By Robin Tunnicliff Reid and Robin Tunnicliff Reid,SPECIAL TO THE SUN | April 18, 2002
SO WHAT'S a chef trained at Hyde Park's ultra-prestigious Culinary Institute of America doing in a strip mall off Route 40? Cooking some of the best food around, luckily for us. Jerry Cerand, a CIA grad who once worked for Washington's late, great McPherson Grill, has turned a corner of Ellicott City's Lotte Plaza into a sublime respite for both palate and eye. He and his fellow chef, Eric Sollohub, prepare (and often personally deliver to the table)...
ENTERTAINMENT
By Kathryn Higham and Kathryn Higham,SPECIAL TO THE SUN | January 8, 1998
Pumpkin. Cinnamon cranberry. Lemon wheat. No, these aren't suggestions for quick breads. They're some of the seasonal brews at Rocky Run Tap & Grill, a Columbia restaurant and microbrewery.Mike Donnelly, his father, Burt, and partner Jake Middel opened the first Rocky Run at Marley Station Mall in Glen Burnie five years ago. In December 1996, they branched out into Howard County and last summer added the microbrewery when their license came through.Brewing beer is a tricky art. You might come up with smooth, assertive beers, like Rocky Run's light and lemon wheat.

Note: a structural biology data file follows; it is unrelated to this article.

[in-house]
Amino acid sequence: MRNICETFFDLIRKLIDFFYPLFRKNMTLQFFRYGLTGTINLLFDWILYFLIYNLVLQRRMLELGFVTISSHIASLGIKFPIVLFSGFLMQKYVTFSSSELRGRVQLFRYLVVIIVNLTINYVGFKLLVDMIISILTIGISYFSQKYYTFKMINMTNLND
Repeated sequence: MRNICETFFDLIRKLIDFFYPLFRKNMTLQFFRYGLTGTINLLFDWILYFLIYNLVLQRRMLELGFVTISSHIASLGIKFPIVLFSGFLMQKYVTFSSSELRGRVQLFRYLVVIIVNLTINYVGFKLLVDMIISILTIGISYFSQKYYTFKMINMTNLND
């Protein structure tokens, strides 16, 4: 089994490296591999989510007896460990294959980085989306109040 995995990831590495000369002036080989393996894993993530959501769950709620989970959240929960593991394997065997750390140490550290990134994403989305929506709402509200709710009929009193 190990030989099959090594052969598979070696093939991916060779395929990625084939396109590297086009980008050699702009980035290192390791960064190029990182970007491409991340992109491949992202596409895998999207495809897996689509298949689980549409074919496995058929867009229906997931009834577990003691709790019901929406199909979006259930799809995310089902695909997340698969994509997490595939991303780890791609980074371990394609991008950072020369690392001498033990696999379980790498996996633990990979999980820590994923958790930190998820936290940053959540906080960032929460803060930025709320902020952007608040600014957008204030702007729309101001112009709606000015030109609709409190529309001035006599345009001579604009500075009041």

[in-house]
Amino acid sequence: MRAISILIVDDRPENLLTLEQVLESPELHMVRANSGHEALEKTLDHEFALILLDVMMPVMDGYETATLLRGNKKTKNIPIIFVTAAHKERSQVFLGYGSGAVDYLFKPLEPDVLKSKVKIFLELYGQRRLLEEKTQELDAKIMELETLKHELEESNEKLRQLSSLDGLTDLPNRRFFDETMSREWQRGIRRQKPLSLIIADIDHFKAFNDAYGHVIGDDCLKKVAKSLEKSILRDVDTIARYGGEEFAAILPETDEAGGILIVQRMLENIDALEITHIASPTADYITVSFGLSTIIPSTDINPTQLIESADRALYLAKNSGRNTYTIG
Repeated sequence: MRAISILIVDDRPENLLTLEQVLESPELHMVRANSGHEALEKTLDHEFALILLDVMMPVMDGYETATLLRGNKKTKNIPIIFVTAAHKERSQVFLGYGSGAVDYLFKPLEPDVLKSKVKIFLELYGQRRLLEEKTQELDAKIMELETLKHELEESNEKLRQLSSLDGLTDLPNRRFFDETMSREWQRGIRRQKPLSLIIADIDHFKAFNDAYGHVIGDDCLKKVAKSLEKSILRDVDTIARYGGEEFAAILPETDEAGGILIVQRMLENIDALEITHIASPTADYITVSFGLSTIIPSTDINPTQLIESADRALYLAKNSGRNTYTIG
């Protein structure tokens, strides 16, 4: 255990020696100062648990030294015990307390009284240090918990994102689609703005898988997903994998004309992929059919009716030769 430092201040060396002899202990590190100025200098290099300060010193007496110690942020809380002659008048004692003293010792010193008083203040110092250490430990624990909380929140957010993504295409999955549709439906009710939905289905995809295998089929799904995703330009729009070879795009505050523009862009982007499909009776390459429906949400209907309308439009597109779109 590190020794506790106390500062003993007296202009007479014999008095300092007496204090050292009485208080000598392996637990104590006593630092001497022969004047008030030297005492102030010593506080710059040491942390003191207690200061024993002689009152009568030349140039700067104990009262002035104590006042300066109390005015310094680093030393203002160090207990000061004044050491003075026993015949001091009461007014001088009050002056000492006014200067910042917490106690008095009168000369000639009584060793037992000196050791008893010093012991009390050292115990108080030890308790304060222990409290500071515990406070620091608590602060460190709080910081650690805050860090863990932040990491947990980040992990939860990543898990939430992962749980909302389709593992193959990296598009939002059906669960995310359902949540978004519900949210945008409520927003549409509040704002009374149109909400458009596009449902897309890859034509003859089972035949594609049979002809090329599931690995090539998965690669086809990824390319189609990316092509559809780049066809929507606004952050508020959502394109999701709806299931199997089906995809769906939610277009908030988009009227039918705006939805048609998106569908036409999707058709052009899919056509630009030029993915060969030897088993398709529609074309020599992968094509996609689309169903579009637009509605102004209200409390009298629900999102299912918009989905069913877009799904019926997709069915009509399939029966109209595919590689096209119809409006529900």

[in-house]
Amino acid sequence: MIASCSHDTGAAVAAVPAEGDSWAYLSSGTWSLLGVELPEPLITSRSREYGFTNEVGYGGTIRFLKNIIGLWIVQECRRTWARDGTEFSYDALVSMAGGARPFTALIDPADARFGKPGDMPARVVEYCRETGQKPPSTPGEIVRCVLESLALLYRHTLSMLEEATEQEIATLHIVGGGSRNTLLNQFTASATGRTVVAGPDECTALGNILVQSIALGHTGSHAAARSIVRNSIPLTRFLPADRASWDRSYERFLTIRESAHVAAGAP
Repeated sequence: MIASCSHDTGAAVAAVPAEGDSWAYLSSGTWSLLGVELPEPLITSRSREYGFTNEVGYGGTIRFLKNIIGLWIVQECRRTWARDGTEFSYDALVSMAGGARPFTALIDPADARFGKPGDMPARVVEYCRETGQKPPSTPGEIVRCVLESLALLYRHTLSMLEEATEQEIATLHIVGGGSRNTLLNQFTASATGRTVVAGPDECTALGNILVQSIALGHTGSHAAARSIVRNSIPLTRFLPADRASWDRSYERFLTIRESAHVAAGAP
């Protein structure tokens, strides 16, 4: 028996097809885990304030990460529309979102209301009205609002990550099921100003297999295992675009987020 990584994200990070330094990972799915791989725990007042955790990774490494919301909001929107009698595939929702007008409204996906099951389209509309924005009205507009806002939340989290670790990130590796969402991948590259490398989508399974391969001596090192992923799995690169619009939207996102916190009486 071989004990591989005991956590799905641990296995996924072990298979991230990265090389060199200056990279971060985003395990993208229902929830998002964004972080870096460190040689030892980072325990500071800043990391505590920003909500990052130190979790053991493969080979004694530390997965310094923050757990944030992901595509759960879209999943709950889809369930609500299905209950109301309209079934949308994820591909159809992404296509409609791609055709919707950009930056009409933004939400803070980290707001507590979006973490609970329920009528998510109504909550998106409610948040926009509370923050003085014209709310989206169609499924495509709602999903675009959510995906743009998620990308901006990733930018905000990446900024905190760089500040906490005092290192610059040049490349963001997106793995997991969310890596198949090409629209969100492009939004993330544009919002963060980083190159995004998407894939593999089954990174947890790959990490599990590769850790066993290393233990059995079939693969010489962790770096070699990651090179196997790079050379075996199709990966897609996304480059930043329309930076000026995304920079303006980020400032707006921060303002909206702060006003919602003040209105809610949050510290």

ENTERTAINMENT
By Laura Rottenberg and Laura Rottenberg,SPECIAL TO THE SUN | September 12, 1996
Most of the decor dates from before the end of World War II. Nine tables dressed in red and white checkerboard vinyl flank the long, narrow room. Fading Italian travel posters line the walls, and at the back of the restaurant a fully stocked vintage soda cooler hums quietly.The recipe for Matthew's pizza also dates from the same era, and it's probably not about to change. It seems that "if it ain't broke, don't fix it" has been the philosophy behind Matthew's tomato pies for 53 years. That's fine with me because Matthew's -- across from the defunct Patterson Theater in Highlandtown -- turns out some of the best deep-dish pies in the Baltimore area.